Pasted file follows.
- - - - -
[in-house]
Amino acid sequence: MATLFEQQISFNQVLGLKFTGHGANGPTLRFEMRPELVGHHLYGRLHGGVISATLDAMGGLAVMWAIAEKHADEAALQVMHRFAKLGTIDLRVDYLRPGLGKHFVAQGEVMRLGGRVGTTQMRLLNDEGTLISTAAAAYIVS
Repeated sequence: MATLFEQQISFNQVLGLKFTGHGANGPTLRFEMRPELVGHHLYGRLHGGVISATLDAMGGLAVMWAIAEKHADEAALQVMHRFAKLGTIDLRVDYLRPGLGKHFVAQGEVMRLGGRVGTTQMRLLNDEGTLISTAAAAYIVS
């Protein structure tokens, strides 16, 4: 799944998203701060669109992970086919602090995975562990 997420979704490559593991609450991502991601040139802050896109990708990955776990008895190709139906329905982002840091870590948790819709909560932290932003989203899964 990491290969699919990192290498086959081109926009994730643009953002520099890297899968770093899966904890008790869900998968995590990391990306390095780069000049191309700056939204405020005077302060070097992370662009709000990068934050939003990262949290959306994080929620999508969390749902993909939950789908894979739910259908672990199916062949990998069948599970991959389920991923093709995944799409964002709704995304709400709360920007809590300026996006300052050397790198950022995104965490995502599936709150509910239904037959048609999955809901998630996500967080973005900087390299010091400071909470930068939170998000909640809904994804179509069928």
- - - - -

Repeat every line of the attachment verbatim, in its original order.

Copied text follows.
[in-house]
Amino acid sequence: MATLFEQQISFNQVLGLKFTGHGANGPTLRFEMRPELVGHHLYGRLHGGVISATLDAMGGLAVMWAIAEKHADEAALQVMHRFAKLGTIDLRVDYLRPGLGKHFVAQGEVMRLGGRVGTTQMRLLNDEGTLISTAAAAYIVS
Repeated sequence: MATLFEQQISFNQVLGLKFTGHGANGPTLRFEMRPELVGHHLYGRLHGGVISATLDAMGGLAVMWAIAEKHADEAALQVMHRFAKLGTIDLRVDYLRPGLGKHFVAQGEVMRLGGRVGTTQMRLLNDEGTLISTAAAAYIVS
């Protein structure tokens, strides 16, 4: 799944998203701060669109992970086919602090995975562990 997420979704490559593991609450991502991601040139802050896109990708990955776990008895190709139906329905982002840091870590948790819709909560932290932003989203899964 990491290969699919990192290498086959081109926009994730643009953002520099890297899968770093899966904890008790869900998968995590990391990306390095780069000049191309700056939204405020005077302060070097992370662009709000990068934050939003990262949290959306994080929620999508969390749902993909939950789908894979739910259908672990199916062949990998069948599970991959389920991923093709995944799409964002709704995304709400709360920007809590300026996006300052050397790198950022995104965490995502599936709150509910239904037959048609999955809901998630996500967080973005900087390299010091400071909470930068939170998000909640809904994804179509069928």